Ortiz y Pino
Downtown neighborhoods struggle with gentrification
Walking through the precincts that surround downtown Albuquerque is an educational experience. These historic residential areas are on the brink of enormous change. The direction in which that change takes them will mark their character for the next 50 years.
And it is now clear that there is a serious difference of viewpoint brewing in these neighborhoods over which pathway to choose.
The term that draws the metaphoric line in the sand is gentrification. It means that complex shifts can occur when a previously run-down neighborhood begins to draw interest from outside investors, home buyers and developers. It means change. And change frequently inspires fear, conflict and anger.
On the one hand are the proponents for "renewal," the Downtown Action Team and its supporters who are eagerly seeking ways to attract young, professional, urban lifestyle-loving folks with enough money to buy newly-restored lofts and flats or to undertake the expensive task of renovating the 70-and 80-year-old homes which dot the area.
These shock troops of the next generation economy, the creative class that has made Albuquerque's central city hot again, are our gentry: their bank accounts make them potential home owners, not renters. Their education and taste make them likely to create a lively, stimulating community attractive to others with similar interests. It is because of them that the many loft, apartment and town house projects, which have been or will soon be built in Downtown, are financially possible.
They will soon have accomplished, indeed are already well underway with, the literal transformation of the Downtown core.
But every single neighborhood of the half dozen which ring that core is engaged in its own soul-searching examination of this phenomenon and of how it might impact its own existence. How will this luring of newcomers into the central city change Barelas, Martineztown, Huning-Highland, Wells Park, Raynolds, South Broadway and the Downtown Neighborhood?
More to the point, which of those neighborhoods will embrace gentrification, adapt to the changes it brings and find ways to preserve the best of the old order while softening the edges of the new, and which will wage last-ditch opposition to gentrification, taking pot-shots from behind the barricades while digging-in deeply in resistance?
This is not an academic question. The battle lines are already being formed. Up for grabs is the ultimate success or failure of the Downtown renewal. Four years ago, the opposition to building the new baseball stadium Downtown, which could have been the cornerstone for much new development there, was led by activists from within the Historic Neighborhoods Alliance.
Now those same neighborhood leaders are grumbling about the planned EDO ("east Downtown") redevelopment along the corridors radiating out on either side of Central and Broadway from the very successful Old Albuquerque High Lofts.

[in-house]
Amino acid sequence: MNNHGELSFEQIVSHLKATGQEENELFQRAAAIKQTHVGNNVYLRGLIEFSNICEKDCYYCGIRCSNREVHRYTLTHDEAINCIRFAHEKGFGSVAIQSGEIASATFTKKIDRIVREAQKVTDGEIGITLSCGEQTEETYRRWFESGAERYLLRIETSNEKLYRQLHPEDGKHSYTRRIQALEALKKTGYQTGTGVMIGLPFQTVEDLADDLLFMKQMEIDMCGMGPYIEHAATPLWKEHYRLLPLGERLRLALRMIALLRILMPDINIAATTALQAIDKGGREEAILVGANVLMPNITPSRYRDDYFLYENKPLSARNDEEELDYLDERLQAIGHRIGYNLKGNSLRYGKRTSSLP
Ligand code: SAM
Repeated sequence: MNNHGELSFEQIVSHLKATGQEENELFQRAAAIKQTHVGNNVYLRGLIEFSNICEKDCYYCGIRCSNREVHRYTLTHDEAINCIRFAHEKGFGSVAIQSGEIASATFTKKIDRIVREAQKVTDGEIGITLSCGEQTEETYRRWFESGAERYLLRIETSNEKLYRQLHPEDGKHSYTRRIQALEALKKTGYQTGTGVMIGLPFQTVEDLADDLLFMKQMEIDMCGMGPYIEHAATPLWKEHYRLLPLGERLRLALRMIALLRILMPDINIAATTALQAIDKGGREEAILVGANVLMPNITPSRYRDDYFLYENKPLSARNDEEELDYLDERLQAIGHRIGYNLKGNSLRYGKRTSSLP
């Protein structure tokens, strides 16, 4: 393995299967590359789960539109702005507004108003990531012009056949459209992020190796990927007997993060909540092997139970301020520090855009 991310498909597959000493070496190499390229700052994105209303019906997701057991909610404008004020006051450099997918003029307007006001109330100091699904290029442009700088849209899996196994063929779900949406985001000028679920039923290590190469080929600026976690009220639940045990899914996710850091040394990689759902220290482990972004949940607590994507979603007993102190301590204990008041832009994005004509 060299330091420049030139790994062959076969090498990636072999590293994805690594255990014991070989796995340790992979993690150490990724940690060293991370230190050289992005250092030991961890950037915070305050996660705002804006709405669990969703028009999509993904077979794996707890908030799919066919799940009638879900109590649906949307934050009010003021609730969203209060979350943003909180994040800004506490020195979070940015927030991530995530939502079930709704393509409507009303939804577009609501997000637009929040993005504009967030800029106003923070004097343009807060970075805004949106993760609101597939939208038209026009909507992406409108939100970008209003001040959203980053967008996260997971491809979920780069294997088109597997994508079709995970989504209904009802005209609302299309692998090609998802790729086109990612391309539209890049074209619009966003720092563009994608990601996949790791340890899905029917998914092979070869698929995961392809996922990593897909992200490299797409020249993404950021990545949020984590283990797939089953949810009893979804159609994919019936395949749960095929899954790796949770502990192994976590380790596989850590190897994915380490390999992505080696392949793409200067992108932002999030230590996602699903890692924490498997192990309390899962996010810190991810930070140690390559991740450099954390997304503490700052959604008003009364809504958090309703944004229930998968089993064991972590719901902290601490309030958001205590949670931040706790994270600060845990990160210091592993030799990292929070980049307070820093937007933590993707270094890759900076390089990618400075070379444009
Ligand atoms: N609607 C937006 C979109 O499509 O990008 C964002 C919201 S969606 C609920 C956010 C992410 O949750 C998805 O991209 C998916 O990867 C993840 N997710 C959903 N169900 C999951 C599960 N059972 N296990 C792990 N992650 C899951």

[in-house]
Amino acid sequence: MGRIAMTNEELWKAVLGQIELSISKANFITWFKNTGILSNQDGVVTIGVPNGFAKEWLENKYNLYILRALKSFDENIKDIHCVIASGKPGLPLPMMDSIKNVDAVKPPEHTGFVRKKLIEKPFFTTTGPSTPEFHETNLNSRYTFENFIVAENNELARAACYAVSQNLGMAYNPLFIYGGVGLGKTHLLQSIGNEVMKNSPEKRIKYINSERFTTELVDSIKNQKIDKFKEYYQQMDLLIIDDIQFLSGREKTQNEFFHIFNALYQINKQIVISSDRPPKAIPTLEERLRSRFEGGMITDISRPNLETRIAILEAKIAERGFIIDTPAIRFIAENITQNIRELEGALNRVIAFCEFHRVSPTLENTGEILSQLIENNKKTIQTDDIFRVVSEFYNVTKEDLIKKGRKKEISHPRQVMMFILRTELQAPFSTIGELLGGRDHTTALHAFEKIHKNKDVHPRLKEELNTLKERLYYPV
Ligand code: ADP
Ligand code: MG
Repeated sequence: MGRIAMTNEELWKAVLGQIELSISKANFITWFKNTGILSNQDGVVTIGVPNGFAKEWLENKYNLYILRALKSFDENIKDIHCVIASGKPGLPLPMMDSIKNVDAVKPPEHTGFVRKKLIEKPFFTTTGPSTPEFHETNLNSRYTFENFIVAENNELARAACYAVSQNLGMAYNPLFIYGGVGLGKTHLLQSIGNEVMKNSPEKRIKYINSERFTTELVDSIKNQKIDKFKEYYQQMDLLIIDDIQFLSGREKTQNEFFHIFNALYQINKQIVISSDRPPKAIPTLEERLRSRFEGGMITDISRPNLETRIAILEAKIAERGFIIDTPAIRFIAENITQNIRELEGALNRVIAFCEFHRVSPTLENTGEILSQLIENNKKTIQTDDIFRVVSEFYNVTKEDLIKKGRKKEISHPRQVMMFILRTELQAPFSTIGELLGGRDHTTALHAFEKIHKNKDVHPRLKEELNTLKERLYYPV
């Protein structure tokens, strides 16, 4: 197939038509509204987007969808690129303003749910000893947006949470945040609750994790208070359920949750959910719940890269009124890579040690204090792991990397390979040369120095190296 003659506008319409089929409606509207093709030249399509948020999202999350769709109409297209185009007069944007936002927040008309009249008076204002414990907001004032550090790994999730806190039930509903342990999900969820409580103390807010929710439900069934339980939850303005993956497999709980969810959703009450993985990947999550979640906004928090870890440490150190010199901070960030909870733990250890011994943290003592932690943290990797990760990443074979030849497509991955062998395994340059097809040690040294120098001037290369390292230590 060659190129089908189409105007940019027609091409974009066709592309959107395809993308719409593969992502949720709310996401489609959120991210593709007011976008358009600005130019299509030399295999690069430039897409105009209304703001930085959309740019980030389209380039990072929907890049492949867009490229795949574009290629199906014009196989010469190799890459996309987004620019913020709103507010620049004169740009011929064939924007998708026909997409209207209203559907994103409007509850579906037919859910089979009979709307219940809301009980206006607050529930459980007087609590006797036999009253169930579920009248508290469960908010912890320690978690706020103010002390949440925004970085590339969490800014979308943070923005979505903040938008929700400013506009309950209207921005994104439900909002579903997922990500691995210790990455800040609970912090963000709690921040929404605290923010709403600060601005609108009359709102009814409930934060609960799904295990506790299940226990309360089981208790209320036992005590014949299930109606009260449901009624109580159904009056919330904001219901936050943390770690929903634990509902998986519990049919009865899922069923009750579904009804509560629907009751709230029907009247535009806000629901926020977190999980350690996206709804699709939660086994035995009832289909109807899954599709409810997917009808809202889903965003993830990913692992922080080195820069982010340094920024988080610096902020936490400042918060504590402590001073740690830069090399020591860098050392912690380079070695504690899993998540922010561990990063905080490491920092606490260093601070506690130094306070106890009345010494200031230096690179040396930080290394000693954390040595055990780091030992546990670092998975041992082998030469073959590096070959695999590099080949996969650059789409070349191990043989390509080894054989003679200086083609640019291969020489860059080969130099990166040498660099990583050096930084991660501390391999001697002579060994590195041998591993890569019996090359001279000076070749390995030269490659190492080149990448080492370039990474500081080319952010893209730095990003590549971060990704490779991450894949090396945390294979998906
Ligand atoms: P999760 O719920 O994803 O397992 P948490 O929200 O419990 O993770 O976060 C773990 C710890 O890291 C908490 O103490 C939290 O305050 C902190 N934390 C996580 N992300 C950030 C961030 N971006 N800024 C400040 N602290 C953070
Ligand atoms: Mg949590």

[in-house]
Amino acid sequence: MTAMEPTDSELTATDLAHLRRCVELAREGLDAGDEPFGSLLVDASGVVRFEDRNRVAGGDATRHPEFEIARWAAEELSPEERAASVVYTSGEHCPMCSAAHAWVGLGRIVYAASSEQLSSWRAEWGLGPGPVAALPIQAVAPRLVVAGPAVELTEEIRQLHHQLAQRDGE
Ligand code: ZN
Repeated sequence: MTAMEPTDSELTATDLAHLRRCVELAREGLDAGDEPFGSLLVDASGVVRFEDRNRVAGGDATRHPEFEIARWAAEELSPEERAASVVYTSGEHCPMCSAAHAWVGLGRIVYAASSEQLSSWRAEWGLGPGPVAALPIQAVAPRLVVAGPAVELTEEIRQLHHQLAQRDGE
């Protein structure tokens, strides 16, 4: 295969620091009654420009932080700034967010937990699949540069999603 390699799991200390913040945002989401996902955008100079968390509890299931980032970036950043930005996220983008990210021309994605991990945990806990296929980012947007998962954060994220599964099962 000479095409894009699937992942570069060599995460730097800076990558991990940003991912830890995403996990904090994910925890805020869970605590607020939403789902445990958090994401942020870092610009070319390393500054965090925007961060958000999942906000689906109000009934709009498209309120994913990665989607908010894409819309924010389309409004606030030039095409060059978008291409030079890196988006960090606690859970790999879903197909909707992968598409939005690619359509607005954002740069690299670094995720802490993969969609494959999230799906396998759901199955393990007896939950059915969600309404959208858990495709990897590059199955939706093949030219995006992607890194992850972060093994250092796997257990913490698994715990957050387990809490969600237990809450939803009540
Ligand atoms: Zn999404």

A few weeks back the Downtown Neighborhood Association's (DNA) annual meeting heard a lengthy analysis of EDO by one of those activists. His negative critique highlighted what he said were "major problems" with EDO: its density; its lack of adequate parking; and its sale of liquor.
But the plan had an equally ardent defender at the meeting that night who pointed out that every aspect of EDO's prospectus was completely consistent with the DNA's own planning documents.
The debate underscored the dilemma each of these neighborhoods will have to resolve on its own: Unless we change we will not become more attractive places to live; but if we change, we will certainly attract outsiders who may well accelerate the change uncontrollably, well beyond our initial plans.
These neighborhoods differ significantly in their degree of gentrification. Wells Park is rapidly losing its residential character altogether. Squeezed between the industrial and commercial zone east of Fourth Street and the courthouse-lawyers-bail bondsmen who now populate the region west of that thoroughfare, there are fewer and fewer actual residents there every week.
Martineztown, a few years ago, fought off a federal courthouse that was proposed for the hill west of it. Now a high rise hotel is rising on that spot. The earth bulldozed to level the construction site looms like a slag heap over the single story adobe homes and pinched lanes of that former rural village.
No evidence of gentrification shows in those two neighborhoods. Elsewhere, however, the gentrification process is well underway.
In Huning-Highland, the DNA and Raynolds, old homes are being fixed-up by home owners eager to combine the convenience of urban living with the bargain prices that can still be found there. Property values are edging steadily upward. But if the worst aspects of EDO that can be used to rally the troops amount to no more than increased density, lack of street level parking and the availability of liquor in restaurants, it seems unlikely that very many of the property owners in these neighborhoods will join their leaders in opposition.
Those after all are some of what help make cities truly urban. Growing up can be a tough process, even for a sleepy town. Yet other than a handful of the self-proclaimed "historic neighborhood leaders," I don't believe many people here are willing to forego the advantages it also brings. Gentrification doesn't have to be a curse.
The opinions expressed are solely those of the writer.